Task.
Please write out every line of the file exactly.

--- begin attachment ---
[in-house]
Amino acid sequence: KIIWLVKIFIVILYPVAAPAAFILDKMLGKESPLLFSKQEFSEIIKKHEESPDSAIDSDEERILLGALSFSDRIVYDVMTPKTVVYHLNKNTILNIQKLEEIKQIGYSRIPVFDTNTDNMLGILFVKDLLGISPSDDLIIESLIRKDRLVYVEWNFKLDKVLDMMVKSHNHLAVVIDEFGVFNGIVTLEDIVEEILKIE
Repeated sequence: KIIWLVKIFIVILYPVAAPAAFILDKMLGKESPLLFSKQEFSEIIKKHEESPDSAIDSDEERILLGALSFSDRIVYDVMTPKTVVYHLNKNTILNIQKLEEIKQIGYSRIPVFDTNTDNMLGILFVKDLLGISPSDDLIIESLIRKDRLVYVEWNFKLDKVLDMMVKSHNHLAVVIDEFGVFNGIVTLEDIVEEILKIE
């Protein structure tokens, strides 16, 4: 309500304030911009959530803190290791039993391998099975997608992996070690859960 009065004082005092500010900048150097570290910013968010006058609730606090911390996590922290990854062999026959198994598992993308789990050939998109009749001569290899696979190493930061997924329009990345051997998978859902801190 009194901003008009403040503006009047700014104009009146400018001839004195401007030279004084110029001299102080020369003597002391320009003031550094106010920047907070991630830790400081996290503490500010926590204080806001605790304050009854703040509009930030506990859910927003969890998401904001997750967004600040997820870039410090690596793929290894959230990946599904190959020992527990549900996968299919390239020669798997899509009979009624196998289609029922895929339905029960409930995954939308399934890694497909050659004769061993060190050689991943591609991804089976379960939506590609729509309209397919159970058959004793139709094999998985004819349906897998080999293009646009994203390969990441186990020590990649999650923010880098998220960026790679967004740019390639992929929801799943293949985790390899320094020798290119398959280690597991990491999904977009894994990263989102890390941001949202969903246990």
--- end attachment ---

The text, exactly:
[in-house]
Amino acid sequence: KIIWLVKIFIVILYPVAAPAAFILDKMLGKESPLLFSKQEFSEIIKKHEESPDSAIDSDEERILLGALSFSDRIVYDVMTPKTVVYHLNKNTILNIQKLEEIKQIGYSRIPVFDTNTDNMLGILFVKDLLGISPSDDLIIESLIRKDRLVYVEWNFKLDKVLDMMVKSHNHLAVVIDEFGVFNGIVTLEDIVEEILKIE
Repeated sequence: KIIWLVKIFIVILYPVAAPAAFILDKMLGKESPLLFSKQEFSEIIKKHEESPDSAIDSDEERILLGALSFSDRIVYDVMTPKTVVYHLNKNTILNIQKLEEIKQIGYSRIPVFDTNTDNMLGILFVKDLLGISPSDDLIIESLIRKDRLVYVEWNFKLDKVLDMMVKSHNHLAVVIDEFGVFNGIVTLEDIVEEILKIE
């Protein structure tokens, strides 16, 4: 309500304030911009959530803190290791039993391998099975997608992996070690859960 009065004082005092500010900048150097570290910013968010006058609730606090911390996590922290990854062999026959198994598992993308789990050939998109009749001569290899696979190493930061997924329009990345051997998978859902801190 009194901003008009403040503006009047700014104009009146400018001839004195401007030279004084110029001299102080020369003597002391320009003031550094106010920047907070991630830790400081996290503490500010926590204080806001605790304050009854703040509009930030506990859910927003969890998401904001997750967004600040997820870039410090690596793929290894959230990946599904190959020992527990549900996968299919390239020669798997899509009979009624196998289609029922895929339905029960409930995954939308399934890694497909050659004769061993060190050689991943591609991804089976379960939506590609729509309209397919159970058959004793139709094999998985004819349906897998080999293009646009994203390969990441186990020590990649999650923010880098998220960026790679967004740019390639992929929801799943293949985790390899320094020798290119398959280690597991990491999904977009894994990263989102890390941001949202969903246990």